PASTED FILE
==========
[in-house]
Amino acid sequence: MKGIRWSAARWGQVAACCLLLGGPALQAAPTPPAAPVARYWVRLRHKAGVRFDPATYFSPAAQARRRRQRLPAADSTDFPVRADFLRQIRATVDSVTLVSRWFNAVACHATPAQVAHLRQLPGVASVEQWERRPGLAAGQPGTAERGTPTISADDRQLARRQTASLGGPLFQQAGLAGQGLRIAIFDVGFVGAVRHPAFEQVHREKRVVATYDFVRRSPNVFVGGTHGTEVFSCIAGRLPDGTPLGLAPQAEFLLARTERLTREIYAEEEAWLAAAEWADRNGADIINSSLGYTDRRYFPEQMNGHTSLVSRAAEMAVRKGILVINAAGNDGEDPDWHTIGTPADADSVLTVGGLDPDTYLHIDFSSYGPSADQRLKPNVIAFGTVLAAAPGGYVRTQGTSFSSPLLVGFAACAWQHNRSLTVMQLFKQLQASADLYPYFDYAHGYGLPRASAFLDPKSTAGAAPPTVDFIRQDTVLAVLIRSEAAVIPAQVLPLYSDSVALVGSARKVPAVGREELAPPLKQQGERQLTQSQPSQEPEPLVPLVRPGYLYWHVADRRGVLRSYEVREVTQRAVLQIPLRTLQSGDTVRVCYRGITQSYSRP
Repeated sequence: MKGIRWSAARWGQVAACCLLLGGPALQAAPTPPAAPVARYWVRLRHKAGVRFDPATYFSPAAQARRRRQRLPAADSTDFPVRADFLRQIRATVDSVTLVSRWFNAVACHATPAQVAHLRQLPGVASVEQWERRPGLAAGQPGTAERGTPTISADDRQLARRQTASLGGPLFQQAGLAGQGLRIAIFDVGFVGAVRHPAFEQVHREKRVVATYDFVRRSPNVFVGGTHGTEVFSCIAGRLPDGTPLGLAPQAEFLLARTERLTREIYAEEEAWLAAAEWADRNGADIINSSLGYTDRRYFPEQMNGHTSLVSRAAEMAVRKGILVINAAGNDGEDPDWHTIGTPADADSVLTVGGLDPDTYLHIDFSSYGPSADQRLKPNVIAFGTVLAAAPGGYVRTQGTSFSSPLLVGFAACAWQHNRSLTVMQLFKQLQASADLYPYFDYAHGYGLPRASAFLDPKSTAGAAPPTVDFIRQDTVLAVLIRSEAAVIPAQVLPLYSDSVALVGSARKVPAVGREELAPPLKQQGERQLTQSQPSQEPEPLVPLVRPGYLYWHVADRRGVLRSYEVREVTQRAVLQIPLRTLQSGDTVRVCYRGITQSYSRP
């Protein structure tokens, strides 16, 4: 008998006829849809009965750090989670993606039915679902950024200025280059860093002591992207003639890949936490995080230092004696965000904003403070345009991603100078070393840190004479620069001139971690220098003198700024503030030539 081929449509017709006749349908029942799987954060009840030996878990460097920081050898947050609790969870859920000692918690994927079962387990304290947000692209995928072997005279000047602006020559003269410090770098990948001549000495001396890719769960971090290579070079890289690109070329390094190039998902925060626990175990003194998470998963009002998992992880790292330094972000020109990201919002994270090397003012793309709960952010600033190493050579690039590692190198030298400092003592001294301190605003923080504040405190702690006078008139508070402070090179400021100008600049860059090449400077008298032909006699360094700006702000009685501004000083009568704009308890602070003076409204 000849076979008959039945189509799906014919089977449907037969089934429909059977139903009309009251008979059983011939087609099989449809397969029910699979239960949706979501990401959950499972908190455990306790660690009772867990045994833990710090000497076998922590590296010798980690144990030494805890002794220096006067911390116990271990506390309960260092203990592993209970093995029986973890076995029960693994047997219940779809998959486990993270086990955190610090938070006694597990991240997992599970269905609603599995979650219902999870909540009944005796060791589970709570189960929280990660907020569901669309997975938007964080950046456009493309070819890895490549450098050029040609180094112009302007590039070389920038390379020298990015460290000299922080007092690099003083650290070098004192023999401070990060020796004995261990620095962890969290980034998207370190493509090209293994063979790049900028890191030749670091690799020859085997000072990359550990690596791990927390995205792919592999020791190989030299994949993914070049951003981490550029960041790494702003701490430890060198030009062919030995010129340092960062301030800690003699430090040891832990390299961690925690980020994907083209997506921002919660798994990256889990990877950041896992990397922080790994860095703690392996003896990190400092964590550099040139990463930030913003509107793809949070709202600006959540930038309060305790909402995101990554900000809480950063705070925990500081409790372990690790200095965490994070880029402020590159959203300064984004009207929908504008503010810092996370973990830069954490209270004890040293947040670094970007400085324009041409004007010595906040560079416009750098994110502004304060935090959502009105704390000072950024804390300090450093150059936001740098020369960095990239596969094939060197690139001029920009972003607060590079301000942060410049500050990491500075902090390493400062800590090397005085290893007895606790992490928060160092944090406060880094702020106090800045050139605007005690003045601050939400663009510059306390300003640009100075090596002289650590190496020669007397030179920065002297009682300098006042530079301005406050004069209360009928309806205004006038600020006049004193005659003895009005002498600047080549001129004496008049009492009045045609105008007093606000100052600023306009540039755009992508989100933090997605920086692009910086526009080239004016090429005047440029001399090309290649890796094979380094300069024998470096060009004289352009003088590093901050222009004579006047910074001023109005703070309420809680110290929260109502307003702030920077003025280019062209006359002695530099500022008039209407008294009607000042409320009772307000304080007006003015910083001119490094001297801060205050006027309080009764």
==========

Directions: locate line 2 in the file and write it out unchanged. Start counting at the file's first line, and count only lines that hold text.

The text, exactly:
Amino acid sequence: MKGIRWSAARWGQVAACCLLLGGPALQAAPTPPAAPVARYWVRLRHKAGVRFDPATYFSPAAQARRRRQRLPAADSTDFPVRADFLRQIRATVDSVTLVSRWFNAVACHATPAQVAHLRQLPGVASVEQWERRPGLAAGQPGTAERGTPTISADDRQLARRQTASLGGPLFQQAGLAGQGLRIAIFDVGFVGAVRHPAFEQVHREKRVVATYDFVRRSPNVFVGGTHGTEVFSCIAGRLPDGTPLGLAPQAEFLLARTERLTREIYAEEEAWLAAAEWADRNGADIINSSLGYTDRRYFPEQMNGHTSLVSRAAEMAVRKGILVINAAGNDGEDPDWHTIGTPADADSVLTVGGLDPDTYLHIDFSSYGPSADQRLKPNVIAFGTVLAAAPGGYVRTQGTSFSSPLLVGFAACAWQHNRSLTVMQLFKQLQASADLYPYFDYAHGYGLPRASAFLDPKSTAGAAPPTVDFIRQDTVLAVLIRSEAAVIPAQVLPLYSDSVALVGSARKVPAVGREELAPPLKQQGERQLTQSQPSQEPEPLVPLVRPGYLYWHVADRRGVLRSYEVREVTQRAVLQIPLRTLQSGDTVRVCYRGITQSYSRP